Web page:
The hippocampus is the part of the brain that retains special representation of our surroundings and participates in directing spatial navigation. Its cells combine into a map of the environment and are known as place cells.
A Look at the Tatra Mountains in Slovakia
I feel as if I have barely walked a few paces in Slovakia – not enough to cover a distance sufficient to empathize with the local population. I travelled more extensively in Thailand, during my stay in Bangkok in 2013. That was my first journey to the Far East. Before I saw the Tatra mountains – for the first time from the Slovak side – in the window of the Messy Project Space art gallery there, I had confronted their native representations. There are basic differences in the traditional methods of representing space-time in the West and the Orient. In Eastern representations, space is shown in axonometric views and timeless cycles. The Western takes employ perspective and involve a linear representation of space-time, in which situations have a beginning and an end. This is, of course, a generalization.
U.F.O - Ganek Gallery, Július Koller. Photo: Niwat Manatpiyalert. Courtesy of Messy Project Space (Messy Sky).
In the Western tradition, axonometric projection has been used mainly in technical drawing. It is an attempt to view things objectively. An axonometric drawing makes it possible to measure an object or to determine its precise distance from another object. The Eastern tradition rarely employs linear perspective, although it is not unknown.
Chitti Kasemkitvatana, the co-founder of Messy Project Space (together with artists Pratchaya Phinthong oraz Thakol Khaosa-ad) , showed us the way to a nearby Buddhist temple, with paintings by Khrua In Khong, one of the most acclaimed Thai artists and mentor of the modernizing King Rama IV. Traditional Eastern representations have been replaced by views based on perspective, which reference the Western canon of landscape painting. The Thai people are proud of the fact that their country has never been colonized. The modernization of social mores was intended to counteract the imperialist inclinations of Western powers, while the adoption of Western fashion, language and diplomacy – was to both help the Thai population understand the advancing external forces and facilitate a Western understanding of the complexities of Thai culture. Khrua In Khong had never visited the Slovakian Tatras. In fact, he had never been to Europe at all. He learnt from those arriving from the West and used the power of his imagination.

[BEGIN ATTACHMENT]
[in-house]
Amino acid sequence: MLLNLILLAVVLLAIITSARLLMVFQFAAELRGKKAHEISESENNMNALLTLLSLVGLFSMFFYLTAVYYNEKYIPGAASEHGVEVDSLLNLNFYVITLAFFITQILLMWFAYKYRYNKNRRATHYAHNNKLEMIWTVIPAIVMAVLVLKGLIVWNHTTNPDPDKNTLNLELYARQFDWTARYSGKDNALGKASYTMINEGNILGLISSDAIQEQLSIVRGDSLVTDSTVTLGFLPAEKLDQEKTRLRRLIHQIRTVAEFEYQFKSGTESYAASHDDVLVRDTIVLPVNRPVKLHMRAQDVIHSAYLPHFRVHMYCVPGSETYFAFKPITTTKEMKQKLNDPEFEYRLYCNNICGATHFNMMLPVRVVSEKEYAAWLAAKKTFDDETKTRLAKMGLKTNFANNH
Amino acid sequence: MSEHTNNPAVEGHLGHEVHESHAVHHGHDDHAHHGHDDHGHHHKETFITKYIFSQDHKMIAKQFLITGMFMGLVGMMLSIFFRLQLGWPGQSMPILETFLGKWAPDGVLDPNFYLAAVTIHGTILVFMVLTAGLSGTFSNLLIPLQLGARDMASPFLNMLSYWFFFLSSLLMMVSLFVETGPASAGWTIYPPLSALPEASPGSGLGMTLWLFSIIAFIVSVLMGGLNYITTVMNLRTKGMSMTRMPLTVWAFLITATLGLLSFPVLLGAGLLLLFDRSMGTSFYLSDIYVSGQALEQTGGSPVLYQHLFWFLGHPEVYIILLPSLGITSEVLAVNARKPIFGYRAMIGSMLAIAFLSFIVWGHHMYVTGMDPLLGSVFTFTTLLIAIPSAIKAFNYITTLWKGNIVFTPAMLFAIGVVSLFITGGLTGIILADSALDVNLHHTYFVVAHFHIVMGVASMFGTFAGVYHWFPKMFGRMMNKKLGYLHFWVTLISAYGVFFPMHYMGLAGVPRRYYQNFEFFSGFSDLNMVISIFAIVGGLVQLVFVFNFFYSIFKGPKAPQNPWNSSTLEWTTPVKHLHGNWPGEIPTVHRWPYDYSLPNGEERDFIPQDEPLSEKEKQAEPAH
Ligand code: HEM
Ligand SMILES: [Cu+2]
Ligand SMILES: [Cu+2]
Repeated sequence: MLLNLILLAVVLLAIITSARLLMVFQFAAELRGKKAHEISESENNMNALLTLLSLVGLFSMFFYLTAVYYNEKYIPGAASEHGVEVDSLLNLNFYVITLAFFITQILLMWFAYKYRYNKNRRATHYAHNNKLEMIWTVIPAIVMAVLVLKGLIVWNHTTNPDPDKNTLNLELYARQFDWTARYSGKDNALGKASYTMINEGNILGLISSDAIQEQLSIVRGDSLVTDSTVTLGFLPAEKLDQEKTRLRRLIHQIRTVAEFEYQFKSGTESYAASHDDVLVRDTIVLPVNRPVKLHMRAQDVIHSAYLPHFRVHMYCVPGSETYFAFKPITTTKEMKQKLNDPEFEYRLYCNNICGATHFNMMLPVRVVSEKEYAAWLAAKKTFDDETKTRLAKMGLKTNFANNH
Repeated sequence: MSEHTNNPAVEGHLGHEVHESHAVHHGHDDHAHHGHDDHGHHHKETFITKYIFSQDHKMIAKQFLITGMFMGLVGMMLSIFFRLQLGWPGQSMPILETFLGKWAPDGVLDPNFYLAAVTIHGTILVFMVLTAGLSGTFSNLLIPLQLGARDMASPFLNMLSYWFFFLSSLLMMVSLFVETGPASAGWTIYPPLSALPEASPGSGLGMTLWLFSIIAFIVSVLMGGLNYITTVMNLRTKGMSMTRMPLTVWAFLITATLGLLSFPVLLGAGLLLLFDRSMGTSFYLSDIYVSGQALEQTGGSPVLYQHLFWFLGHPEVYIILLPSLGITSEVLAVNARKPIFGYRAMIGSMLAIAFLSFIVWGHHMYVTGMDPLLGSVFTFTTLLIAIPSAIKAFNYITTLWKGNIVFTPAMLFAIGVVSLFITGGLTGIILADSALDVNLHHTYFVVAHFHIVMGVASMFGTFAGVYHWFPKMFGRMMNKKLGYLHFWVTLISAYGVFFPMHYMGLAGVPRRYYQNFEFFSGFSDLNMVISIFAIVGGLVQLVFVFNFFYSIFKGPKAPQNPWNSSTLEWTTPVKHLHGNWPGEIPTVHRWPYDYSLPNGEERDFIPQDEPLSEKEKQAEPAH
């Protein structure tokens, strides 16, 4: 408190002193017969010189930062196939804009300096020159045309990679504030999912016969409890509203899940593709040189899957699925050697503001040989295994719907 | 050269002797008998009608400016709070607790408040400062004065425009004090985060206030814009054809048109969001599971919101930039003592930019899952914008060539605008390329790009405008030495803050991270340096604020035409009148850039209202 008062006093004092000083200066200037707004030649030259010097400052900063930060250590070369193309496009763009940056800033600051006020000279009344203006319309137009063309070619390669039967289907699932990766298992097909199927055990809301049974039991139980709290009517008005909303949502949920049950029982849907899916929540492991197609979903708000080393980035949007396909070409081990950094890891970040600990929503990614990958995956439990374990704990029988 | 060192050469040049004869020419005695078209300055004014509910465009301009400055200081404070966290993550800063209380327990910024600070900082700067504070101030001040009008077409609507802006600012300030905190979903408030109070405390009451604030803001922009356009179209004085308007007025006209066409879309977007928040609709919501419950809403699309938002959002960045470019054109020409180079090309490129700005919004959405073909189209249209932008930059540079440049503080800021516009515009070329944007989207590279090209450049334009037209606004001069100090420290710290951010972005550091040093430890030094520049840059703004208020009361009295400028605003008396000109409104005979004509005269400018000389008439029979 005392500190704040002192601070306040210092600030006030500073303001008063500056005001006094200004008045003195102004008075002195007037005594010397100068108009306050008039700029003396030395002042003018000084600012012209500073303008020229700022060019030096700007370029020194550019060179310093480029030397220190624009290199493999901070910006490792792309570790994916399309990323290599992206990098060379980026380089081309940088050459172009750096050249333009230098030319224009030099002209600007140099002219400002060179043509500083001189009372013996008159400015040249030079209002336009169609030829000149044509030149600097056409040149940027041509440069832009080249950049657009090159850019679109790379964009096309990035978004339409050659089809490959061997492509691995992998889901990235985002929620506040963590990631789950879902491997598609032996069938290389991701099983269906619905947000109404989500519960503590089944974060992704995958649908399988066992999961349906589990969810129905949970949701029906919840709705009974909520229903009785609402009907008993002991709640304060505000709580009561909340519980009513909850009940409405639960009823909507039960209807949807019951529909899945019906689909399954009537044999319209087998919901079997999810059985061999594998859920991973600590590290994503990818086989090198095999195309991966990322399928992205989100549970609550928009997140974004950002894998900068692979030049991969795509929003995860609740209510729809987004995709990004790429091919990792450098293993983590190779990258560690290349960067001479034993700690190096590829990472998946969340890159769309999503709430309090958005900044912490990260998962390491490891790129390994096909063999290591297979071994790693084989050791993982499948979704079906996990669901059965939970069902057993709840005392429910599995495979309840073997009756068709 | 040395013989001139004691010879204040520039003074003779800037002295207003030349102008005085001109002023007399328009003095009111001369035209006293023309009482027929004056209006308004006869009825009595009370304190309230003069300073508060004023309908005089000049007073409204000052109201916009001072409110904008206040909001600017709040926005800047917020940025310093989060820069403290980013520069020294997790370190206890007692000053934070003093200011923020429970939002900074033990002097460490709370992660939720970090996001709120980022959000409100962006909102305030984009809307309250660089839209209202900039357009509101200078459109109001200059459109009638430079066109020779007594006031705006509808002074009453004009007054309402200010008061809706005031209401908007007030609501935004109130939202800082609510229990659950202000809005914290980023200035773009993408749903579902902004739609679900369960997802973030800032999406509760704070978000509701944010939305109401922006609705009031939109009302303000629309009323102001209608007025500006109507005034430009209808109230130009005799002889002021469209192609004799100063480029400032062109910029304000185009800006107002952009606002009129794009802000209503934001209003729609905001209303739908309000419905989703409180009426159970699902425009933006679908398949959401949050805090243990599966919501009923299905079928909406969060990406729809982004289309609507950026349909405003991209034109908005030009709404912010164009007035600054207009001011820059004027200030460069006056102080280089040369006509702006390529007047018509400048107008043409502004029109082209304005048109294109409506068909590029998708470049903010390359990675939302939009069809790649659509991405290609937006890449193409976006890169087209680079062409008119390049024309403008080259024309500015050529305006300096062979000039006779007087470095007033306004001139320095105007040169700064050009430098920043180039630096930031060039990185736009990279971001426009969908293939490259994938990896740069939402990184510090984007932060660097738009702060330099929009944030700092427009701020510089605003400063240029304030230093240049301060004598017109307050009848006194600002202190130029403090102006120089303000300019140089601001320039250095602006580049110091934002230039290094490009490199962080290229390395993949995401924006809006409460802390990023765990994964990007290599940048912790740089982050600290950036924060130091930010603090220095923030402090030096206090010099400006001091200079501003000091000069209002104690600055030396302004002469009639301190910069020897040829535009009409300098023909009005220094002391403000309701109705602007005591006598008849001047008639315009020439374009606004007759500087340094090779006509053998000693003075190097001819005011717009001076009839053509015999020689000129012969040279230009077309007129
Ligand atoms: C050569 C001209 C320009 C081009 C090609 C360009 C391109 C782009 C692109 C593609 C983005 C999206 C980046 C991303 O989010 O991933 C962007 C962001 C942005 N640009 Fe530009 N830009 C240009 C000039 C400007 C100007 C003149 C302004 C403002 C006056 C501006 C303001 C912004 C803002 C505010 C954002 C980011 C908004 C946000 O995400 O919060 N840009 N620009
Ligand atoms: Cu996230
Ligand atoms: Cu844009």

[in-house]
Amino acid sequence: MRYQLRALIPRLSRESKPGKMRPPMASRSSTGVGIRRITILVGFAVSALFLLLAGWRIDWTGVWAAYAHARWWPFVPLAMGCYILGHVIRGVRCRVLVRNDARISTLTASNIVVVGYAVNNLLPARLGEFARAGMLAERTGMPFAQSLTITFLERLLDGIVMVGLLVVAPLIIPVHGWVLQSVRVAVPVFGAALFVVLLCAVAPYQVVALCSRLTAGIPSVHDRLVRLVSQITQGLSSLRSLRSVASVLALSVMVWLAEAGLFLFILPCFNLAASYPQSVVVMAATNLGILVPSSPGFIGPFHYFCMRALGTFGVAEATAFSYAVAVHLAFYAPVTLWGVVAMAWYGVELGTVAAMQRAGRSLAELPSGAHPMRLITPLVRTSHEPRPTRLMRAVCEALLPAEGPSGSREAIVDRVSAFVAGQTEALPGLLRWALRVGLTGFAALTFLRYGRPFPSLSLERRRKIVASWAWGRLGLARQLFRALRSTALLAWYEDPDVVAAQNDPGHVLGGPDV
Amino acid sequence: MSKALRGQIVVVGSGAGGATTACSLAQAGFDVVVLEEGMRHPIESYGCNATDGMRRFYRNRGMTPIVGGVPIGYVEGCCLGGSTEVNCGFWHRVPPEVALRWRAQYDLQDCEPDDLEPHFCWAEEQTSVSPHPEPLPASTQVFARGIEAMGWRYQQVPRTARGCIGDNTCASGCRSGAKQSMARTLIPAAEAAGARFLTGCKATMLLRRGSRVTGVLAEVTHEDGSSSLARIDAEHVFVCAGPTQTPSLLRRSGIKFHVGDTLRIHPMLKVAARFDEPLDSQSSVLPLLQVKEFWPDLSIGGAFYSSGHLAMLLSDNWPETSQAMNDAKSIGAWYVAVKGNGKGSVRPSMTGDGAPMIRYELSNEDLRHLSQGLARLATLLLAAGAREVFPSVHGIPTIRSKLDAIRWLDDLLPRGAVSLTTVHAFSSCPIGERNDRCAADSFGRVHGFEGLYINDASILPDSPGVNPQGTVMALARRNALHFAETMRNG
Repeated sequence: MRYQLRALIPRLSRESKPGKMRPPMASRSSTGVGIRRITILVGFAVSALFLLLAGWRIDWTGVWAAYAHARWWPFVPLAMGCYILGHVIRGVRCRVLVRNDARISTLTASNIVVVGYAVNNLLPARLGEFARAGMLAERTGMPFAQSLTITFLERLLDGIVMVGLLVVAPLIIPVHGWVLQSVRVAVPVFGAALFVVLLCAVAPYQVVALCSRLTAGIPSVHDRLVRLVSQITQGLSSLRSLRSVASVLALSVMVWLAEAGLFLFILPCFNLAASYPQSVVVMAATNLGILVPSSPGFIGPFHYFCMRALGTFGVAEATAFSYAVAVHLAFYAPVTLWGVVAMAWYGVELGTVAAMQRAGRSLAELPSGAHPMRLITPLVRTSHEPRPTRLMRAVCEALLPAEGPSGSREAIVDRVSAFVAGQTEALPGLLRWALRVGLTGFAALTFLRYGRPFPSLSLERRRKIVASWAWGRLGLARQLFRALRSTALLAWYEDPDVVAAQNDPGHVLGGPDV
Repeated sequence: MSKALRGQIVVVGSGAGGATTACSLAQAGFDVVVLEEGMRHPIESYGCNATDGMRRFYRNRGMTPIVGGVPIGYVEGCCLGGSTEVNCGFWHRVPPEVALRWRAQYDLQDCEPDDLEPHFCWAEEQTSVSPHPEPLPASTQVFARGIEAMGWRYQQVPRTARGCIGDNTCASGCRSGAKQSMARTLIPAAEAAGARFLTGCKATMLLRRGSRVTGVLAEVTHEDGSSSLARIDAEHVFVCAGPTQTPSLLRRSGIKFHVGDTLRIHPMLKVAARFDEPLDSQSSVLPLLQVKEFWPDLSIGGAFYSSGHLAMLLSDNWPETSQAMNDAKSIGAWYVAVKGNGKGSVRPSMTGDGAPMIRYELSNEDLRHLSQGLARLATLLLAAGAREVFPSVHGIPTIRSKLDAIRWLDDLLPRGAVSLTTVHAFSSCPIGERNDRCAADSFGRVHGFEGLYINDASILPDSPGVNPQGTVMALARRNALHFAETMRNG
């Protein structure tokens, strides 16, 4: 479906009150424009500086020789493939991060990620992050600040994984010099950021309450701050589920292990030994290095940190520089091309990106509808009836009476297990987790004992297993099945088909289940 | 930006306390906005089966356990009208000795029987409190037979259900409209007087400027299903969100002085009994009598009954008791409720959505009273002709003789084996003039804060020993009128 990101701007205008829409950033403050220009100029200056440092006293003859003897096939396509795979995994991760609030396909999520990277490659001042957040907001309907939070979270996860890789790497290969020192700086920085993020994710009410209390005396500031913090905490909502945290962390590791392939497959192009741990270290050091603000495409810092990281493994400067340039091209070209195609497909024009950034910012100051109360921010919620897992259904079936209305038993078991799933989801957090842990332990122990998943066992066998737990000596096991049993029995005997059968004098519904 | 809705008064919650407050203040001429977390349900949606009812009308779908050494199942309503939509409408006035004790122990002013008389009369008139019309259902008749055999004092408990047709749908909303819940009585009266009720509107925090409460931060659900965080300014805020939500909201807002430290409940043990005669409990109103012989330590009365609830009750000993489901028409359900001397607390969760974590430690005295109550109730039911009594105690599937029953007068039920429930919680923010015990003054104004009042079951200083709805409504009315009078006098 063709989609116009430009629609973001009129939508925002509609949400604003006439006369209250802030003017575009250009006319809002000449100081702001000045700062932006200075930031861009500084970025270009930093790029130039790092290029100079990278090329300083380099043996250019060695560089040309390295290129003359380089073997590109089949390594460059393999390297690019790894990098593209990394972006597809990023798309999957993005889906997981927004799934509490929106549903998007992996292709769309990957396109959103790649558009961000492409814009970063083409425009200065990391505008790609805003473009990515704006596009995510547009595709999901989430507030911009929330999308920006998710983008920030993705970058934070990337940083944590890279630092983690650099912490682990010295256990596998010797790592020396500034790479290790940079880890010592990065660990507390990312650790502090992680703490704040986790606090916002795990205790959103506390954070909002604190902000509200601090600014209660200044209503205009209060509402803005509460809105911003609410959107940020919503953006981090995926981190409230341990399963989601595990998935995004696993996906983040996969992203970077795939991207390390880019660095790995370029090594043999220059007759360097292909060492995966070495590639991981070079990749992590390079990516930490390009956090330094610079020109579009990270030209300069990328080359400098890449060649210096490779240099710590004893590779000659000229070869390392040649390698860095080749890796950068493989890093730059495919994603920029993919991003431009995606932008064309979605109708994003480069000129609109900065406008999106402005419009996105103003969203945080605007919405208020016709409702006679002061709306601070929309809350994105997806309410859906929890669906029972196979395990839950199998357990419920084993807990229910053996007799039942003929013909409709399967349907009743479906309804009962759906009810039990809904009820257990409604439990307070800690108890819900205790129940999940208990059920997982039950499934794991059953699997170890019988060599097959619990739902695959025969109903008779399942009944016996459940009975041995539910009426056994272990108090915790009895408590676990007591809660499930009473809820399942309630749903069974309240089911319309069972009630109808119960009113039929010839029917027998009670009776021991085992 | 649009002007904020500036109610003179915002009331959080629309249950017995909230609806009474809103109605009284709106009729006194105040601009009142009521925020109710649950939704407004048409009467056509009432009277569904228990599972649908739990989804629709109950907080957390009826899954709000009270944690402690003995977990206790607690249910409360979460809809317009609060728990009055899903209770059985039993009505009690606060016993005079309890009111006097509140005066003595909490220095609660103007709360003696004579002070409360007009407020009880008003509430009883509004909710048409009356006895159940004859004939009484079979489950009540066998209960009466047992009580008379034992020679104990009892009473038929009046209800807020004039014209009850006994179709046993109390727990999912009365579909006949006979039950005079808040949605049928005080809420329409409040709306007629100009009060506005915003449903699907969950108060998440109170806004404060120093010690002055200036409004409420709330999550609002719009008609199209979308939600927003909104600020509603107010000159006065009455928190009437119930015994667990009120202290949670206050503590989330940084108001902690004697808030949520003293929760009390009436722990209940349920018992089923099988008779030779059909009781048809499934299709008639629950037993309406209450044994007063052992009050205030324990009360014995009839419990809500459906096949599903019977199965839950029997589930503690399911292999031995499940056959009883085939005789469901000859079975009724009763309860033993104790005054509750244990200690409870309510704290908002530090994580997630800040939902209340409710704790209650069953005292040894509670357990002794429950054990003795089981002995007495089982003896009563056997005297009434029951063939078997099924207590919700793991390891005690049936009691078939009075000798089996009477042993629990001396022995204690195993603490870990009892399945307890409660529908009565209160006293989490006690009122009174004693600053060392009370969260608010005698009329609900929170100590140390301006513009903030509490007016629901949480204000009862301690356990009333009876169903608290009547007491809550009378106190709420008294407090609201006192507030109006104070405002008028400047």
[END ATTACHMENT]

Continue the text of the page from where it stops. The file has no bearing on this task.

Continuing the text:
The temple was some half an hour’s walk from the gallery, to the north. The paintings looked slightly inept. The perspective introduced had numerous vanishing points. However deliberate this may have been, the end result was reminiscent of axonometric representations using perspective. This multiplicity of vanishing points is typical of the collage. An agglomeration of images gives the impression of providing a choice of the viewing point. It also offers an authentic collective vision.
The form of representation plays an important part in the process of memory, for one. Can we destroy a concept merely by the mode of its representation? Can a universal phenomenon be put to an end by giving it a point of confluence? I have a feeling that iconographic shifts are the most powerful in mediating the flow of matter and phenomena. The change of perspective has a significant impact on the interpretation.
A Roman Room in Palmyra
For Polish architects, the journey to the Middle East and North Africa has often been a journey to the birthplace of their discipline, the Roman cities of Palmyra and Leptis Magna or the Great Mosque in Samarra. It could also prove to be an opportunity to discover the vernacular architecture of Damascus, Aleppo, Baghdad, and Algiers or the colonial modernism of Algeria and Libya.